US: GM offers new dealer incentive
General Motors is reported to be offering its US dealers a cash incentive of 1% on each 2009 model year vehicle they sell.
The 'marketing stimulus payments' would be made six months after a vehicle is sold and would be computed from the base-model invoice price, three sources told Bloomberg News, requesting anonymity as the scheme had not been made public. The programme would run to the end of this year, they said.
The report said dealers - GM has about 6,500 in the US - would receive hundreds of dollars per vehicle under the programme - the payment, for example, would be US$166 on a GMC Sierra pickup truck and $549 on a Hummer H2 SUT sport-utility vehicle, based on base-model invoice prices of $16,623 and $54,940.
GM spokesman John McDonald told the news agency the automaker did not disclose dealer incentives. Most 2009 models would have reached showrooms by the end of October, he added.
The Detroit-based brands GM, Ford and Chrysler collectively posted a 21.5% sales fall to 508,367 units in September and were 19.4% down to 5,150,408 year to date, according to WardsAuto.com data (which is adjusted for monthly selling days).
Ford took the biggest tumble last month - 31.2% to 118,401 - followed by Chrysler (-30.2% to 107,061) and GM (off 12.1% to 282,869).
To the end of the third quarter, Chrysler sales were down 25.3% to 1,179,517 units, Ford was down 17.2% on 1,557,114 and GM sales had softened 17.8% to 2,413,525.
GM's decline was less last month as the automaker offered all customers 'employee discount' prices, Bloomberg said.
"GM seems to be trying to get dealers to try to order more vehicles and give them an incentive to really sell more between now and the first payment,'' AISrebates president Troy Ontko told Bloomberg. His Michigan company tracks US auto industry offers.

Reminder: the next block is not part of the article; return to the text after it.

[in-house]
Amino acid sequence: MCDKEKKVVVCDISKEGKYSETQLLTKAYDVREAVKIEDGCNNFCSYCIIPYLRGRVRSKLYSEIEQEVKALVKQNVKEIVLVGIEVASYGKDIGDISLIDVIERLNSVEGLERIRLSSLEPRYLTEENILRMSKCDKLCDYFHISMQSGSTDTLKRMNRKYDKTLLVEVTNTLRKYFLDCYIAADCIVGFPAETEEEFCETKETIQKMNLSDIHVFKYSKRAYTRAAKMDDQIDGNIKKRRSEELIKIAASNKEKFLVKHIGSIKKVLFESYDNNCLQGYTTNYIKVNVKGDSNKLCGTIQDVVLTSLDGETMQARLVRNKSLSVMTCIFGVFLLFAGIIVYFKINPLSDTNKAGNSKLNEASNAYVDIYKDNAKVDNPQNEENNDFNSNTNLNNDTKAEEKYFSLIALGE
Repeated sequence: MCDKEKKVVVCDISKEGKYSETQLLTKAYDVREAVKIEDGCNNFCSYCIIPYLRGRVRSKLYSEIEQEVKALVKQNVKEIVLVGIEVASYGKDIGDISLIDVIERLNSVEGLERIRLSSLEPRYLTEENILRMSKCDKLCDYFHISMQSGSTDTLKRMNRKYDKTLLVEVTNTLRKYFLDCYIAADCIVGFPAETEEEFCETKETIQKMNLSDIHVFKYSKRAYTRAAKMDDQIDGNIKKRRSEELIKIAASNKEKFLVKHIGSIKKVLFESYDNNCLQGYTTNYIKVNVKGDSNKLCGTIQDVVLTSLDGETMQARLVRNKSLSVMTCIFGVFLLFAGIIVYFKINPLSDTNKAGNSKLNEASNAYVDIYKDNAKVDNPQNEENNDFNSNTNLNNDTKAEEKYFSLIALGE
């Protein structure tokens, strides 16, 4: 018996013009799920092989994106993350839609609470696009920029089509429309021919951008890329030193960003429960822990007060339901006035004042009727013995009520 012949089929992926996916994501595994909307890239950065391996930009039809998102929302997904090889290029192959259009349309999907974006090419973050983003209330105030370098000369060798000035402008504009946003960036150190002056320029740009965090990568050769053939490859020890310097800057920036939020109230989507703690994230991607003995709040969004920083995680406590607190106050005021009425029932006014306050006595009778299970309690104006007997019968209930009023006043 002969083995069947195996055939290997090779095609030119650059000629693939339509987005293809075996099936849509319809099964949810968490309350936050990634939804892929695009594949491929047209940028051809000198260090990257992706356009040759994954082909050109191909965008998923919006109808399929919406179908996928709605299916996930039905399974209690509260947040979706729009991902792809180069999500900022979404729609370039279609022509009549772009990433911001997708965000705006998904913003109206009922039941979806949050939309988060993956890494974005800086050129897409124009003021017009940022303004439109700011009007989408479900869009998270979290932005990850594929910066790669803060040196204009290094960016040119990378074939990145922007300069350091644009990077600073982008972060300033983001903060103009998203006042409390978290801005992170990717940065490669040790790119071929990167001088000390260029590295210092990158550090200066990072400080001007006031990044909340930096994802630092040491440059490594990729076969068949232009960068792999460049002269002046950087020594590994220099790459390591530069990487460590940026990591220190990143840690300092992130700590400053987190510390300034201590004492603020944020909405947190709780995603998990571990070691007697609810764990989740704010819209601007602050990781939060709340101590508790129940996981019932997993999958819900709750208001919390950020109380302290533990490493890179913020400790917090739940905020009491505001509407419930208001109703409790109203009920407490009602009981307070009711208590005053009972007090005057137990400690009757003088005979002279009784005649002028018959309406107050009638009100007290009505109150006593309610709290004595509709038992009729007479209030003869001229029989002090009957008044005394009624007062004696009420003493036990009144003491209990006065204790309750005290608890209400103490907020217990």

Edmunds.com, one of a number of firms which tracks automakers' incentive spending, calculated that GM spent $3,972 per vehicle on 'spiffs' last month compared with $4,053 in August and $3,132 in September '07.
"In September 2008, the industry's aggregate incentive spending is estimated to have totalled approximately $2.94bn, down 15.8% from August 2008," Edmunds said.
"Chrysler, Ford and General Motors spent an aggregate of $1.98bn, or 66.7% of the total; Japanese manufacturers spent $639m, or 21.6%; European manufacturers spent $238m, or 8.0%; and Korean manufacturers spent $108m, or 3.7%."
Plunging dealer profitability is a major concern in the world's largest car market where recent casualties include a bankruptcy protection filing by the largest Chevrolet dealer chain, Bill Heard Enterprises, on 28 September.
The current 'credit crunch' means customers cannot get financing for vehicles they want to buy and dealers are having problems obtaining the funds they need to keep their outlets open.
Bloomberg noted that GM's US sales head, Mark LaNeve, said on 1 October that the company's partly owned financing arm, GMAC, was monitoring dealer profitability as leasing fell to less than 1% of all sales.
On Tuesday, as she urged the federal government to implement the US$700bn economic recovery plan as quickly as possible, National Automobile Dealers Association (NADA) chief Annette Sykora said: "We're likely to lose up to 700 dealerships this year. Some of these [closings] stem from the challenges faced by the Detroit Three."